Eli Roth’s Hostel is a far cry from Hostel: Part II, where the nastiness baked into the premise is given weight and substance its progenitor lacks. Hostel does little more than reimagine the setting of the splatter film, relocating the kidnap-torture-kill pattern of backwoods horror movies to Central Europe, where horny dudes get led by their manhood to their bloody demises. By contrast, Hostel: Part II has scope, pulling back the curtain on a world of spectacular wealth and commodified sadism. Roth dares to imagine what kind of person pays top dollar for the privilege of mutilating and murdering innocent twentysomethings, but he also has the good manners not to skimp on richly staged bloodletting. Hostel: Part II is a vicious film, but its savagery is matched by its savvy.
The Devil’s Rejects
Rob Zombie has been making horror movies for 16 years, and his best to date (well, apart from The Lords of Salem) is still The Devil’s Rejects, in every way a vast improvement on the confused, muddled House of 1000 Corpses. In the latter, Zombie limits his vision to homage; the film reads like a collage of his favorite horror movies. The Devil’s Rejects, on the other hand, metastasizes his influences — from The Texas Chainsaw Massacre to Badlands — into a cohesive narrative. Cleverly, maybe even cruelly, he presents a moral quandary to his audience: By repositioning the central Firefly family as leads instead of heavies, he invites us to invest in their dynamic and their bond, which means the audience ends up rooting for, or at least caring about, a trio of remorseless, gleeful murderers. Figuring out how you’re supposed to feel about the bloody end sequence is the ultimate challenge in empathy.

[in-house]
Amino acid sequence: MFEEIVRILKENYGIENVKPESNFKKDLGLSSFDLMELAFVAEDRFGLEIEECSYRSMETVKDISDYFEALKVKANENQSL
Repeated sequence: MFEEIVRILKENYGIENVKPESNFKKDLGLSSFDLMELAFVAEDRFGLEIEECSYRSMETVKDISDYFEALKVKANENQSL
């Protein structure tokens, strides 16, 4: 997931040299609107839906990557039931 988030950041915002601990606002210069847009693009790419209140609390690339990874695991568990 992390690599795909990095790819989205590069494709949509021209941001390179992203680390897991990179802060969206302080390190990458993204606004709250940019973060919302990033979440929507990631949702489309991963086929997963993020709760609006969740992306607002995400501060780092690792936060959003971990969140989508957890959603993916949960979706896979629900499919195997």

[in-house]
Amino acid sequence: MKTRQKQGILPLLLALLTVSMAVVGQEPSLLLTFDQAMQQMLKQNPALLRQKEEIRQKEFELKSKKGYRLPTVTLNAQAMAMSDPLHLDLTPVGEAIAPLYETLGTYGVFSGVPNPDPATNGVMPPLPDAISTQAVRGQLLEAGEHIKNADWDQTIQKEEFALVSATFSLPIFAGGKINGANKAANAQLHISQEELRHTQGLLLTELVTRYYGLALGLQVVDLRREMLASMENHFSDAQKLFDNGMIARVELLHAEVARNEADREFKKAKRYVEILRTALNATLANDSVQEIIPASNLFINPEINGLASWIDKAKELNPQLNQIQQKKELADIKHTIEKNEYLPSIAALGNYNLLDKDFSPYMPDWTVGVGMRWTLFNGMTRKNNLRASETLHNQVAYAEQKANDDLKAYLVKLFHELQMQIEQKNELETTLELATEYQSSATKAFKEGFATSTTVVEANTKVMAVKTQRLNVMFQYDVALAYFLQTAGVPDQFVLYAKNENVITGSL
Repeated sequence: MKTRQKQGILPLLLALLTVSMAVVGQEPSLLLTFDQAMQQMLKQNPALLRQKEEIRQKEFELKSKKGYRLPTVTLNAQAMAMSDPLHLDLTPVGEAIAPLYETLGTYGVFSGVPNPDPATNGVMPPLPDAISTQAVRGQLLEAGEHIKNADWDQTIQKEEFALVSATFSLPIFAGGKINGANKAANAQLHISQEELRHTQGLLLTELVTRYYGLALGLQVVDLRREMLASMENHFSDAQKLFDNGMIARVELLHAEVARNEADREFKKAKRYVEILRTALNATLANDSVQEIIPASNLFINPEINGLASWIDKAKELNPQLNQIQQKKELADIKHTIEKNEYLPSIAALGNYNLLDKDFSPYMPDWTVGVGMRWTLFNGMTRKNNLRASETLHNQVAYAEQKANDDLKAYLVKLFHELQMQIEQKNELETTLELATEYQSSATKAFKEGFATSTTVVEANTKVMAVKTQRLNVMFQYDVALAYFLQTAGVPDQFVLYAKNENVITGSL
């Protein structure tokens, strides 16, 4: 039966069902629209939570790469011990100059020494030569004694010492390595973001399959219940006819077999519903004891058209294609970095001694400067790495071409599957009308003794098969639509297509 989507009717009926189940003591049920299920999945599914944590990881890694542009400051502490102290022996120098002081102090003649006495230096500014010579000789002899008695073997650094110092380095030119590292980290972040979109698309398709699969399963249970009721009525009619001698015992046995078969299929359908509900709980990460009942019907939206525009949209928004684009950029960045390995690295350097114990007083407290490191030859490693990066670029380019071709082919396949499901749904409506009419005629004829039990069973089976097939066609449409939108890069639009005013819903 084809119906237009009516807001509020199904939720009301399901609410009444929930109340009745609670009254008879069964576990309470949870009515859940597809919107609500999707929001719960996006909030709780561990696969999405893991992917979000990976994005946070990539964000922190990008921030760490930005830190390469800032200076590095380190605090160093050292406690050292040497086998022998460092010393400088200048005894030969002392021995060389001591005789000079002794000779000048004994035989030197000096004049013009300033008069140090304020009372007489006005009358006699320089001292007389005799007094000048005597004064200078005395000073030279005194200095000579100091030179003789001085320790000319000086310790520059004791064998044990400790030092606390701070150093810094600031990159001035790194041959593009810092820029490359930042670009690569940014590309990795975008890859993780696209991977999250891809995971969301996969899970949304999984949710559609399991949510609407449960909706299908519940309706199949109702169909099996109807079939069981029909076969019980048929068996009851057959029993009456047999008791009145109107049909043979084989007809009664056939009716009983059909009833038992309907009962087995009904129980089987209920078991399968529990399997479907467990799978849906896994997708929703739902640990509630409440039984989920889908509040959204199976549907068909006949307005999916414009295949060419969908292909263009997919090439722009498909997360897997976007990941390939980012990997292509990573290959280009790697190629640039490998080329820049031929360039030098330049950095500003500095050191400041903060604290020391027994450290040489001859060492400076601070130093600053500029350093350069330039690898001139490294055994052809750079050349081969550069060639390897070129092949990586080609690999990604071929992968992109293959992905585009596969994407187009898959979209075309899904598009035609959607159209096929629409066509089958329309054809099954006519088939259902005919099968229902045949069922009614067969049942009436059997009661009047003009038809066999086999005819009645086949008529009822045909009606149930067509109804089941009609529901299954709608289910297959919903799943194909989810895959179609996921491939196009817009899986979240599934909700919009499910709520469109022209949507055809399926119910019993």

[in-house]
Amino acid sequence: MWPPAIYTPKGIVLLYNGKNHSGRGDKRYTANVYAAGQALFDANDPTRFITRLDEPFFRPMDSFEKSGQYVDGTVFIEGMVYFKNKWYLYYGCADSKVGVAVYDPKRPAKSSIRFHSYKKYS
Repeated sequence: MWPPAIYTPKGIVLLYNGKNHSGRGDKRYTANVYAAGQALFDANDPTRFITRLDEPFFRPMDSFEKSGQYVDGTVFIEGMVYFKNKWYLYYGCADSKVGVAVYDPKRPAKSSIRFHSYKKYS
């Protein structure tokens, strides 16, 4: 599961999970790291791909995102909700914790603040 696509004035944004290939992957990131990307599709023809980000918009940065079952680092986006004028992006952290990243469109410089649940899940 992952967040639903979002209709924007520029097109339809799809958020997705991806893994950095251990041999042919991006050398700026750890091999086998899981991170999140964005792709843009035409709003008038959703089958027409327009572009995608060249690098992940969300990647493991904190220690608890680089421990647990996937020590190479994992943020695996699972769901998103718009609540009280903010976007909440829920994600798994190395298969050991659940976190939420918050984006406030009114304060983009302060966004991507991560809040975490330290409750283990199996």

Wrong Turn 2: Dead End